LIMA, Peru (AP) – University student Yessenia Medina was trying to concentrate on her virtual psychology class when a stunning headline popped up on her screen: Peru’s Congress had voted to oust the nation’s popular president.
Furious, the 23-year-old joined the thousands of students, workers and others protesting this week, decrying Congress and refusing to recognize the new president, Manuel Merino.
“I think they removed him out of their own personal interests rather than those of the people,” she said. “Legislators are supposed to watching out for the good of all.”
Peru’s Congress voted overwhelmingly to remove now ex-President Martín Vizcarra on Monday, complaining about his handling of the pandemic and accusing him of corruption. The shock vote drew condemnation from international rights groups who warned that the powerful legislature may have violated the constitution and jeopardized Peru’s democracy.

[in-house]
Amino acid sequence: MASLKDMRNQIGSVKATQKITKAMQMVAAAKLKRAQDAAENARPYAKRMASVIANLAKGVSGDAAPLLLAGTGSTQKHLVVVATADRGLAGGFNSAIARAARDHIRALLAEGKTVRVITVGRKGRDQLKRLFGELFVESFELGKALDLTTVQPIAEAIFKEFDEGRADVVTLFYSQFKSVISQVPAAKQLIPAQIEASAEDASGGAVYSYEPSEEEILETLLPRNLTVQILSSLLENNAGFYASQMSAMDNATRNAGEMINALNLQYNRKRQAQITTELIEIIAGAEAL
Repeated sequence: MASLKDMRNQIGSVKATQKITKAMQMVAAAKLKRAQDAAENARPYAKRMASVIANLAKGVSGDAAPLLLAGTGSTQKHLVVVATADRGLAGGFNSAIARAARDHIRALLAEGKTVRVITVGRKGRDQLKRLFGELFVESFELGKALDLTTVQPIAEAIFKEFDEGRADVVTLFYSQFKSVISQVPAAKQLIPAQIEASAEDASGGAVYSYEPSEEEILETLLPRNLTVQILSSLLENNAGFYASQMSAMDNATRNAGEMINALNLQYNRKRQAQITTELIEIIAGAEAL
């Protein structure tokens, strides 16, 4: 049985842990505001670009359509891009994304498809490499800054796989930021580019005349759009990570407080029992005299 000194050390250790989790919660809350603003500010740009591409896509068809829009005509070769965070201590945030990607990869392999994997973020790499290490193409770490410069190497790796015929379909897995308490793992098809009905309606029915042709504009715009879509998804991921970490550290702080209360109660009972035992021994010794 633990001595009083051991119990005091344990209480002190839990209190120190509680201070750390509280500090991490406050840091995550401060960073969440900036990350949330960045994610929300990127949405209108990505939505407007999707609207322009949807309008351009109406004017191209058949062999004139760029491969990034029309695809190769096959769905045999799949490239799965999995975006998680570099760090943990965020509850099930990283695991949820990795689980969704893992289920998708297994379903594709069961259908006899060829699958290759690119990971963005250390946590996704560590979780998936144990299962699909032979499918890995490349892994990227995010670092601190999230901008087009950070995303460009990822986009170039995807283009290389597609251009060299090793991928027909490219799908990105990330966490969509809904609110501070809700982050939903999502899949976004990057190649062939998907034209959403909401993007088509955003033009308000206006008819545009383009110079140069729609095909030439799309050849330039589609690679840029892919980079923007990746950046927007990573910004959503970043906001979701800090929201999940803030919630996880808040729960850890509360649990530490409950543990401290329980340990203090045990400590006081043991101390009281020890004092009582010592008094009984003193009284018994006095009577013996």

The move has also sparked protests unlike any seen in recent years, fueled largely by young people typically apathetic to